4 Pick a doctor who is willing to share decisions. Expect your doctor to bring you into the decision. Many experts in healthcare, including Dr. Barry, feel that shared decision making should be the rule, not the exception. It requires you to be assertive, but also requires doctors to be welcoming. A doctor who does not express interest in what you think might be a bad match. "Both parties have to agree there is a role in working together to get to the right decision," Dr. Barry says. "There's time in the visit where we need to be hearing the patient's agenda instead of just pushing the doctor's agenda."
5 Ask for a second opinion when it counts. For many routine decisions, asking for a second opinion may not be worth the time and money. If the issue is trust, maybe you need another doctor. But for decisions that have high-stakes consequences—cancer treatment, for example—doctors should be comfortable with facilitating second opinions. "If the stakes are major, and particularly if what the doctor is suggesting doesn't sit right with you, second opinions are a good approach," Dr. Barry says. "Seeing different doctors in different specialties is a good way to get different points of view, and good doctors aren't offended by that."
6 Bring someone along. Take a spouse, adult child, or friend with you for support. "They can sometimes be very effective at making sure certain questions get asked," Professor Sepucha says. "Having someone there who can support you is always going to be a good thing."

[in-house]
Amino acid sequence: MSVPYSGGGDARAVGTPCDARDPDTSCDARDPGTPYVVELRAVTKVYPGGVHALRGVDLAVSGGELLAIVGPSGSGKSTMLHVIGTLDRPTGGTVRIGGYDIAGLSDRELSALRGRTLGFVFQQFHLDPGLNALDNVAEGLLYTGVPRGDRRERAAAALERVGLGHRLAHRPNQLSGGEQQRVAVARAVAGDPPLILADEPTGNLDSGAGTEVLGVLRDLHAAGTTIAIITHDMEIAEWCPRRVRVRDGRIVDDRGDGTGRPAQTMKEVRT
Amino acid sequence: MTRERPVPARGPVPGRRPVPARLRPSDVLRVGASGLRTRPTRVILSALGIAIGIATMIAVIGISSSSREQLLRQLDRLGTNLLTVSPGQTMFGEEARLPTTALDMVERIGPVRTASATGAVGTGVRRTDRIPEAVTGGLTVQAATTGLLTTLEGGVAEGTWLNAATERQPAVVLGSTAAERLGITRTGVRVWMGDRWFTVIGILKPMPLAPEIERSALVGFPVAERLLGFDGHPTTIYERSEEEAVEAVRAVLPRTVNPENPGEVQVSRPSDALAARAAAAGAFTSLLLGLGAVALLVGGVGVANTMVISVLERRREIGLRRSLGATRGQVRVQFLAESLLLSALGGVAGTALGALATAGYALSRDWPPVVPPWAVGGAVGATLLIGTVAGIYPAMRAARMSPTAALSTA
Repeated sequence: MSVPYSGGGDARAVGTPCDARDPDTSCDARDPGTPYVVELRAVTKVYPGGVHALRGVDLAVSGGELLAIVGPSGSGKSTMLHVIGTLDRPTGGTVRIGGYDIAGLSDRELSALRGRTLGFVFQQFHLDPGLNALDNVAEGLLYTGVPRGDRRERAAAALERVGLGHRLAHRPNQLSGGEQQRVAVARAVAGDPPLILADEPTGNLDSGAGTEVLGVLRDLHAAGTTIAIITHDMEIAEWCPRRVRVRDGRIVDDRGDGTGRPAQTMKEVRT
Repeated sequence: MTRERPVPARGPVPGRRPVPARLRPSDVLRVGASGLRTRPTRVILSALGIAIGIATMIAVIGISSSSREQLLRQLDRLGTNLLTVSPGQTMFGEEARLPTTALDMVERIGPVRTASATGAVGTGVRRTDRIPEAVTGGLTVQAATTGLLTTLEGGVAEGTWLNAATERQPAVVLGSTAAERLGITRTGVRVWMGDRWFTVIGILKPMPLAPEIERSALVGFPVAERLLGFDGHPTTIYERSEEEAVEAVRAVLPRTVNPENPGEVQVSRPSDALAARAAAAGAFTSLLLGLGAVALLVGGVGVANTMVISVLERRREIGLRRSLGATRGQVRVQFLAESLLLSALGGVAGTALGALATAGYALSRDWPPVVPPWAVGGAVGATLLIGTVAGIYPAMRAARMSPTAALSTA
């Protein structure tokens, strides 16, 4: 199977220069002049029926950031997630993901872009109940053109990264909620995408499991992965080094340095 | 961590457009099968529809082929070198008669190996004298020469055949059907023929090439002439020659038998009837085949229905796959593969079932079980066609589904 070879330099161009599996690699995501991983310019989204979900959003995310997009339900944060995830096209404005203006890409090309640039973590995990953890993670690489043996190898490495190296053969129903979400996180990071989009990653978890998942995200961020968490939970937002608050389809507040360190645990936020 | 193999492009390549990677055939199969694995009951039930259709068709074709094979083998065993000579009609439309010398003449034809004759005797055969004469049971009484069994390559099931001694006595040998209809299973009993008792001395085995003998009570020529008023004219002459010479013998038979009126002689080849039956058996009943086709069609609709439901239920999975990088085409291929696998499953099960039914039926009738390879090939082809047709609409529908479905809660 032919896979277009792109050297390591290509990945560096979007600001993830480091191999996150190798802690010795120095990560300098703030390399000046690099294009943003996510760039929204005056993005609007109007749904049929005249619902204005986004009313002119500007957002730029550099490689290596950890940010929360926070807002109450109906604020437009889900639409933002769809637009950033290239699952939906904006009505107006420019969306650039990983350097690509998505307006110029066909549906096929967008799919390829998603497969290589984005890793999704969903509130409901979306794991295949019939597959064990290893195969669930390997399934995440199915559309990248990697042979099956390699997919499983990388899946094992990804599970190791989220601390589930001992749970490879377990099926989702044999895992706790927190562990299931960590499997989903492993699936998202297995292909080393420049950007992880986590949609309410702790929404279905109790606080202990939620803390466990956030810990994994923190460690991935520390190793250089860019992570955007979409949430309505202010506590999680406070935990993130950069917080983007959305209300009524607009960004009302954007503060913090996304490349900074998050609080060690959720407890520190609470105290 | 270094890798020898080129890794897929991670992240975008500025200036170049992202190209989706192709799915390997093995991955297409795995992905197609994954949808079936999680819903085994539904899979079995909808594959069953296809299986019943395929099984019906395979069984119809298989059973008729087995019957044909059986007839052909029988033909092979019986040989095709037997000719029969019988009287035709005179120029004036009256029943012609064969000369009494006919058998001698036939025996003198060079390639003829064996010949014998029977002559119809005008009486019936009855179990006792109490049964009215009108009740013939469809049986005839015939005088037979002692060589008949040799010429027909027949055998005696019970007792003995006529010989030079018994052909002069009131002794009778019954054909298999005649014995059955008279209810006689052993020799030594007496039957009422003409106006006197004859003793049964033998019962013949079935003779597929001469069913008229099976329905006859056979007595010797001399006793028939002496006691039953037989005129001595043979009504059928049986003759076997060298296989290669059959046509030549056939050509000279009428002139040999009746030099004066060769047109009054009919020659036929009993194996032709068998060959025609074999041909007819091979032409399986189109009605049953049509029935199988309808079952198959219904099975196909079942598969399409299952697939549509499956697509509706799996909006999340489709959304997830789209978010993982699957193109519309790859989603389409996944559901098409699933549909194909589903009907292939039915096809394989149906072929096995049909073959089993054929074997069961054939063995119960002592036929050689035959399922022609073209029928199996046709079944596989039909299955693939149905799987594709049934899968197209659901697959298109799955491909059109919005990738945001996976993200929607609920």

But don't bring someone who will try to take over the decision for you. "Make sure that person is going to support your preferences rather than replacing his or her preferences for the doctor's," Dr. Barry says. "You want to go with someone who is at least sympathetic to your perspective."
7 Take your time. Professor Sepucha emphasizes that good decisions take time. "Probably one of the most important tips that I tell people is to take your time," she says. "Most medical situations, even important ones like a cancer diagnosis, are not emergencies." You may have several weeks to absorb information, research options, seek out second opinions, consult with family and friends, and make a decision.
Ask the doctor, "Does this need to be done right away? How much time can I safely take to consider my options?" The goal should not be to procrastinate. But on the other hand, it's good to remember that you don't have to make the decision in one short visit.
Be part of the decision
As in most aspects of health care today, the success of treatment depends as much on you as on the doctor. If you often find yourself leaving encounters with doctors feeling that your concerns weren't really addressed, don't just go with the flow. Ask what you—or your doctor—can do to improve the quality of medical decisions. Your health and possibly your life could depend on it. To get the best care, you have to be an active participant in that discussion.